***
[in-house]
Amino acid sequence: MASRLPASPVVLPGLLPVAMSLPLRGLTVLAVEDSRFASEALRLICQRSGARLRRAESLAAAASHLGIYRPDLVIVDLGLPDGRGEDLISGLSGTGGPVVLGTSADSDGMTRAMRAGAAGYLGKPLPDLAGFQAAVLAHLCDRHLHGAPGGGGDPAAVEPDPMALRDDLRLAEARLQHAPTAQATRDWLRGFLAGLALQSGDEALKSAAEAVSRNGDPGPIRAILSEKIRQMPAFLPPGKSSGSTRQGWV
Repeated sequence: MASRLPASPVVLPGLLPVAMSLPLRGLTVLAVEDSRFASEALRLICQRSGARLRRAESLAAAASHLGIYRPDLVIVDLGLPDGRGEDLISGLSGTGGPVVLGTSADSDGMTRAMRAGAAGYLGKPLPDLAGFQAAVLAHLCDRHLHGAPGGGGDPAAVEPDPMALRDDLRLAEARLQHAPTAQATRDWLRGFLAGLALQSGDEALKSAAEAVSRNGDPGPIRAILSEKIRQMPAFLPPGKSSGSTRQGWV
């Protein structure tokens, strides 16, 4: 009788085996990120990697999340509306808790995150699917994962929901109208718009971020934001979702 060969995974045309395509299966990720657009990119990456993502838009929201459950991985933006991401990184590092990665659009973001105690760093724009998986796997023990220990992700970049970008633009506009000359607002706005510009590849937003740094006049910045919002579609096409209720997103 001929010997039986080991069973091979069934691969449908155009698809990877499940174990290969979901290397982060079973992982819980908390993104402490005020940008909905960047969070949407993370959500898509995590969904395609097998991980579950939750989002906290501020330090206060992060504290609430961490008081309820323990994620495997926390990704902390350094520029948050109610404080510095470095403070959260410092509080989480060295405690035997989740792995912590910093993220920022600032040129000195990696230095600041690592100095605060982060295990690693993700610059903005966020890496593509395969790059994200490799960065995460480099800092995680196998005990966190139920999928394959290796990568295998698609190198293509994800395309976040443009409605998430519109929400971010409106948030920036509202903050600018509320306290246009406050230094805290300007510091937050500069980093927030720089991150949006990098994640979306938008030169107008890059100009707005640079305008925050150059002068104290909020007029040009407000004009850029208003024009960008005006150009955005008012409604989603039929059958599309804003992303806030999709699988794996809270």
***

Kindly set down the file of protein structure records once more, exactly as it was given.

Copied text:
[in-house]
Amino acid sequence: MASRLPASPVVLPGLLPVAMSLPLRGLTVLAVEDSRFASEALRLICQRSGARLRRAESLAAAASHLGIYRPDLVIVDLGLPDGRGEDLISGLSGTGGPVVLGTSADSDGMTRAMRAGAAGYLGKPLPDLAGFQAAVLAHLCDRHLHGAPGGGGDPAAVEPDPMALRDDLRLAEARLQHAPTAQATRDWLRGFLAGLALQSGDEALKSAAEAVSRNGDPGPIRAILSEKIRQMPAFLPPGKSSGSTRQGWV
Repeated sequence: MASRLPASPVVLPGLLPVAMSLPLRGLTVLAVEDSRFASEALRLICQRSGARLRRAESLAAAASHLGIYRPDLVIVDLGLPDGRGEDLISGLSGTGGPVVLGTSADSDGMTRAMRAGAAGYLGKPLPDLAGFQAAVLAHLCDRHLHGAPGGGGDPAAVEPDPMALRDDLRLAEARLQHAPTAQATRDWLRGFLAGLALQSGDEALKSAAEAVSRNGDPGPIRAILSEKIRQMPAFLPPGKSSGSTRQGWV
């Protein structure tokens, strides 16, 4: 009788085996990120990697999340509306808790995150699917994962929901109208718009971020934001979702 060969995974045309395509299966990720657009990119990456993502838009929201459950991985933006991401990184590092990665659009973001105690760093724009998986796997023990220990992700970049970008633009506009000359607002706005510009590849937003740094006049910045919002579609096409209720997103 001929010997039986080991069973091979069934691969449908155009698809990877499940174990290969979901290397982060079973992982819980908390993104402490005020940008909905960047969070949407993370959500898509995590969904395609097998991980579950939750989002906290501020330090206060992060504290609430961490008081309820323990994620495997926390990704902390350094520029948050109610404080510095470095403070959260410092509080989480060295405690035997989740792995912590910093993220920022600032040129000195990696230095600041690592100095605060982060295990690693993700610059903005966020890496593509395969790059994200490799960065995460480099800092995680196998005990966190139920999928394959290796990568295998698609190198293509994800395309976040443009409605998430519109929400971010409106948030920036509202903050600018509320306290246009406050230094805290300007510091937050500069980093927030720089991150949006990098994640979306938008030169107008890059100009707005640079305008925050150059002068104290909020007029040009407000004009850029208003024009960008005006150009955005008012409604989603039929059958599309804003992303806030999709699988794996809270």